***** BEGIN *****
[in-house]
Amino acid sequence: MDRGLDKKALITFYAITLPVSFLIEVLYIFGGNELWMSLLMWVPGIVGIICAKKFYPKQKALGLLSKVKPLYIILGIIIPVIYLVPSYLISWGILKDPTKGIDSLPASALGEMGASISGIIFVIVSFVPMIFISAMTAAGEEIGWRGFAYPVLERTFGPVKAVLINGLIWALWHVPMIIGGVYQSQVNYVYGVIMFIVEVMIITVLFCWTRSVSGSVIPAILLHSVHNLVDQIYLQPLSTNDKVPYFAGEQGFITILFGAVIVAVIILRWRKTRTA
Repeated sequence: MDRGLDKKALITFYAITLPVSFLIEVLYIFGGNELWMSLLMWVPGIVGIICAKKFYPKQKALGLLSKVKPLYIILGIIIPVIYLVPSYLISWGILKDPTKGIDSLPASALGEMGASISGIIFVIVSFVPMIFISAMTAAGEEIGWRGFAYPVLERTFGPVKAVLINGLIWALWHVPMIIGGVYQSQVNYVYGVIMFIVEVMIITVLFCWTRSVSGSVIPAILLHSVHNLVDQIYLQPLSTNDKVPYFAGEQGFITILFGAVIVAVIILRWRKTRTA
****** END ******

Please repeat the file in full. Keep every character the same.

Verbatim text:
[in-house]
Amino acid sequence: MDRGLDKKALITFYAITLPVSFLIEVLYIFGGNELWMSLLMWVPGIVGIICAKKFYPKQKALGLLSKVKPLYIILGIIIPVIYLVPSYLISWGILKDPTKGIDSLPASALGEMGASISGIIFVIVSFVPMIFISAMTAAGEEIGWRGFAYPVLERTFGPVKAVLINGLIWALWHVPMIIGGVYQSQVNYVYGVIMFIVEVMIITVLFCWTRSVSGSVIPAILLHSVHNLVDQIYLQPLSTNDKVPYFAGEQGFITILFGAVIVAVIILRWRKTRTA
Repeated sequence: MDRGLDKKALITFYAITLPVSFLIEVLYIFGGNELWMSLLMWVPGIVGIICAKKFYPKQKALGLLSKVKPLYIILGIIIPVIYLVPSYLISWGILKDPTKGIDSLPASALGEMGASISGIIFVIVSFVPMIFISAMTAAGEEIGWRGFAYPVLERTFGPVKAVLINGLIWALWHVPMIIGGVYQSQVNYVYGVIMFIVEVMIITVLFCWTRSVSGSVIPAILLHSVHNLVDQIYLQPLSTNDKVPYFAGEQGFITILFGAVIVAVIILRWRKTRTA